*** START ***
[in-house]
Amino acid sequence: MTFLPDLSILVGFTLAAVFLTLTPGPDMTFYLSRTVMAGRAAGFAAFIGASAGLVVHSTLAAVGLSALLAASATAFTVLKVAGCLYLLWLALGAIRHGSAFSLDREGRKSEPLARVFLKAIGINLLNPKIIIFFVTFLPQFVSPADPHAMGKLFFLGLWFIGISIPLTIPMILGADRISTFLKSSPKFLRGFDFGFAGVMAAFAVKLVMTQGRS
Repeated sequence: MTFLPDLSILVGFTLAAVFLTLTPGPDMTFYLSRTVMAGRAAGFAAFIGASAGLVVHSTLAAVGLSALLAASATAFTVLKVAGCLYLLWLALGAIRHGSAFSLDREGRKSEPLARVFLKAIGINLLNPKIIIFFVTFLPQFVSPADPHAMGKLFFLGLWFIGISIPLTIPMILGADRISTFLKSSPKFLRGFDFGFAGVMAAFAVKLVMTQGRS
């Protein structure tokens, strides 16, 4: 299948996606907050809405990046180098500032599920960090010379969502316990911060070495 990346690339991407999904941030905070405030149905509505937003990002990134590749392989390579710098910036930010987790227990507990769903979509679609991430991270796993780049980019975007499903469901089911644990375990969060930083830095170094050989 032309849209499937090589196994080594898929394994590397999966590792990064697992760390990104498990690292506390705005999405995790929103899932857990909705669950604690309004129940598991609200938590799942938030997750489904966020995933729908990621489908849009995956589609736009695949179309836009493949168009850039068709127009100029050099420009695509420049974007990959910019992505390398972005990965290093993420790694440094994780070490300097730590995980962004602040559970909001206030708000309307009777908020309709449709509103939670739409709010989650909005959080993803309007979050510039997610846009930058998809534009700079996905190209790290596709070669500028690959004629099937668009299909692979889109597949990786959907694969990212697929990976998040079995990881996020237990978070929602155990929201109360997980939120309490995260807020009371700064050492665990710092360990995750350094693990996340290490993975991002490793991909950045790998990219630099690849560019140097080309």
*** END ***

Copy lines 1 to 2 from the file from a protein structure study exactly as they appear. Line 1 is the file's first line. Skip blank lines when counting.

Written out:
[in-house]
Amino acid sequence: MTFLPDLSILVGFTLAAVFLTLTPGPDMTFYLSRTVMAGRAAGFAAFIGASAGLVVHSTLAAVGLSALLAASATAFTVLKVAGCLYLLWLALGAIRHGSAFSLDREGRKSEPLARVFLKAIGINLLNPKIIIFFVTFLPQFVSPADPHAMGKLFFLGLWFIGISIPLTIPMILGADRISTFLKSSPKFLRGFDFGFAGVMAAFAVKLVMTQGRS